President Barack Obama
President Barack Obama has, in a proclamation, barred anyone who participates in human rights abuses against LGBTI people from entering the US.
“The United States’ enduring commitment to respect for human rights and humanitarian law requires that its Government be able to ensure that the United States does not become a safe haven for serious violators of human rights and humanitarian law and those who engage in other related abuses,” said Obama.
The proclamation, dated August 4th, suspends the entry of immigrant and non-immigrant aliens who have “planned, ordered, assisted, aided and abetted, committed or otherwise participated” in violence against any civilian population because they are part of a particular community or group.
These groups consist of race, colour, religion and language, among others, with the proclamation specifically including “sexual orientation” and “gender identity”.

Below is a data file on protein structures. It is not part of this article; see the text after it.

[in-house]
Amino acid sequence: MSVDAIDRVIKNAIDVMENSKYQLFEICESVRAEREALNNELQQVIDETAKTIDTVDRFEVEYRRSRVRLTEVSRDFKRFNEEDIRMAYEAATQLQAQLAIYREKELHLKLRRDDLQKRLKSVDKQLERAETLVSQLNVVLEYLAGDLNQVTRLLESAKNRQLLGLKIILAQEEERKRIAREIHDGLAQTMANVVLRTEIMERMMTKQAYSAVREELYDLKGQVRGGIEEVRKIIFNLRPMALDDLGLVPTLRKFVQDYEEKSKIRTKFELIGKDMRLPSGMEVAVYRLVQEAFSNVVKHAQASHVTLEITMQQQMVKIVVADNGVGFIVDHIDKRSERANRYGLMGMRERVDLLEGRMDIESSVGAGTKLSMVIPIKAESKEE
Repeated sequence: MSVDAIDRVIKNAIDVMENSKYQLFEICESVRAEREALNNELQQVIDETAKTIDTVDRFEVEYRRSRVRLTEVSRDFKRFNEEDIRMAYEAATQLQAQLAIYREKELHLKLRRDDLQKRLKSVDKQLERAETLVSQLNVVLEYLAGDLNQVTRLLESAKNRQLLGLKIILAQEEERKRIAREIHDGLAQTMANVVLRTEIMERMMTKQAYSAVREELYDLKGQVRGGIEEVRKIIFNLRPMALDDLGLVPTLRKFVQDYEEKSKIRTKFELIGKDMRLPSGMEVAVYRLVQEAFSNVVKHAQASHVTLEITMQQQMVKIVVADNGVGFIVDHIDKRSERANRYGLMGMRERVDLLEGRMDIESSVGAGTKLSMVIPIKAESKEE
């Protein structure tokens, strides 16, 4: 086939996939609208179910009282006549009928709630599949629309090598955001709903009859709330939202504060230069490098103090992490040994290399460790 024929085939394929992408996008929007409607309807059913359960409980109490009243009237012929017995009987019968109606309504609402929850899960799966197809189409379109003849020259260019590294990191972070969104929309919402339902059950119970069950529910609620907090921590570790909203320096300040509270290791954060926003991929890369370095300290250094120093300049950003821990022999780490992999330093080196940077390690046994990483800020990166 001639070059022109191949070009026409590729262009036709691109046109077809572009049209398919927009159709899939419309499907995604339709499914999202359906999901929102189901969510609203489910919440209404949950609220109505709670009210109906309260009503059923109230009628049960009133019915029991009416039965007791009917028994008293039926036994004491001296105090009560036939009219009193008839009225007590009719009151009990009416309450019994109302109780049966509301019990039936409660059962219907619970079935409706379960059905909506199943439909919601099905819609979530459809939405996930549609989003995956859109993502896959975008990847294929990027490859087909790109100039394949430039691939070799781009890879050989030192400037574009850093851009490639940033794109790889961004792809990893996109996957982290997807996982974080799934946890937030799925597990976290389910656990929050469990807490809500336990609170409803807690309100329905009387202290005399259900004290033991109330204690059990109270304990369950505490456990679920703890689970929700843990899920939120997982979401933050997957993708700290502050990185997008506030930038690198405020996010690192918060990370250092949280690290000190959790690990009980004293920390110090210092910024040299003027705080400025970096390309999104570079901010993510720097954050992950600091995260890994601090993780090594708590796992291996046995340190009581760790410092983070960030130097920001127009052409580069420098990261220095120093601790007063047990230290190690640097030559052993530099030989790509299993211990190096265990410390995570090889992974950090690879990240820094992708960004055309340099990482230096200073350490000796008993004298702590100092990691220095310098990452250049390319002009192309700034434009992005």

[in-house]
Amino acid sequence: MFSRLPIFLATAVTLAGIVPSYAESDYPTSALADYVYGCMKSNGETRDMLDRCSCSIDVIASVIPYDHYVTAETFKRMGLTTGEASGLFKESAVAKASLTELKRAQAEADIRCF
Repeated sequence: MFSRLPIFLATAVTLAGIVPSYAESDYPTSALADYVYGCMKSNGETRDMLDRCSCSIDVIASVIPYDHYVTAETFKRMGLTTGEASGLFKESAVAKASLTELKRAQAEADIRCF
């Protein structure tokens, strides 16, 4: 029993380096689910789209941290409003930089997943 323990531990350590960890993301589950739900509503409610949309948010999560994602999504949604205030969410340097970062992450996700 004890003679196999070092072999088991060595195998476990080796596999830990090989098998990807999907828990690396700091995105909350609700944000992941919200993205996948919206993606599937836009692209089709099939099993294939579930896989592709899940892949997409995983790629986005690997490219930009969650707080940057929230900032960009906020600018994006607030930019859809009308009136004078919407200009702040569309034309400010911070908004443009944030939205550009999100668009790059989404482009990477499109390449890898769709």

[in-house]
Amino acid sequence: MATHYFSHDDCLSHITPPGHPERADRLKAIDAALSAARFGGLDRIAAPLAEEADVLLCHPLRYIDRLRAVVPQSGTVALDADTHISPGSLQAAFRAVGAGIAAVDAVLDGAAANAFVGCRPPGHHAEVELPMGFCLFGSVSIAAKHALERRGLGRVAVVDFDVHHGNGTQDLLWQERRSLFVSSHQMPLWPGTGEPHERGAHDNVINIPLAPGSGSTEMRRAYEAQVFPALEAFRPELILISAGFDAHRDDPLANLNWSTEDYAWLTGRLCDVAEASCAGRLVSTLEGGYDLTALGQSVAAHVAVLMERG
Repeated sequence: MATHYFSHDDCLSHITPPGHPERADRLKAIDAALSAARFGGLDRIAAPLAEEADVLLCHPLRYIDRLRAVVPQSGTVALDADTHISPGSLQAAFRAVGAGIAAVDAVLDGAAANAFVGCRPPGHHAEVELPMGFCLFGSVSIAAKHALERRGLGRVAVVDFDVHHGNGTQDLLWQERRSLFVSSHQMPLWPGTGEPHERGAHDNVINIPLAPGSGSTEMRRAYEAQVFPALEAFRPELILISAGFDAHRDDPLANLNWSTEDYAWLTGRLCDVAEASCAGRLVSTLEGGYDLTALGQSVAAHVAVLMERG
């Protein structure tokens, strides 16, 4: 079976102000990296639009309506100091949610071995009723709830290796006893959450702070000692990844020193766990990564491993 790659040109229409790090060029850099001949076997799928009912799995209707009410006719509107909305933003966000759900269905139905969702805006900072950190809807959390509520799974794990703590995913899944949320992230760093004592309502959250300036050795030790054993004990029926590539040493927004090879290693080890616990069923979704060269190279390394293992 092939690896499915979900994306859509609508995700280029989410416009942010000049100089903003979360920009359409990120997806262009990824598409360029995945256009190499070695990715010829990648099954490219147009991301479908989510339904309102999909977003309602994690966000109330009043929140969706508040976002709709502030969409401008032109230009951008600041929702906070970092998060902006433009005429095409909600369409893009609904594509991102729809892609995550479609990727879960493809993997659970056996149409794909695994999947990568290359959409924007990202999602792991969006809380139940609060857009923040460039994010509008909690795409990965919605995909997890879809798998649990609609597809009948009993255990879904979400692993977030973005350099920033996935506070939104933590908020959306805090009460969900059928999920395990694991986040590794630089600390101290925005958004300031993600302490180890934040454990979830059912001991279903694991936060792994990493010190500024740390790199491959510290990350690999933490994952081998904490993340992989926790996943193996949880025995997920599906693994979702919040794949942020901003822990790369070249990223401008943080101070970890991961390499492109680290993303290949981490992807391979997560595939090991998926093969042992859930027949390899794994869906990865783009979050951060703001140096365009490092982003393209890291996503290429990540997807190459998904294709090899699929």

The proclamation further states that for someone to be barred from the US the abuses need not have actually taken place; simply having planned them is sufficient reason to be refused entry.
The Secretary of State is tasked with identifying, in his or her sole discretion, those people who will be banned from the US on the basis of their human rights abuses.
The Council for Global Equality praised the proclamation, noting that it could be used to justify the exclusion of people like Ugandan parliamentarian David Bahati, who introducing the Anti-Homosexuality Bill in Uganda’s parliament.
“The President’s new order gives him and the Secretary of State an important tool to use in dissuading extremist actions that are prejudicial to basic human rights, and in encouraging the development of inclusive laws and societies,” said the council.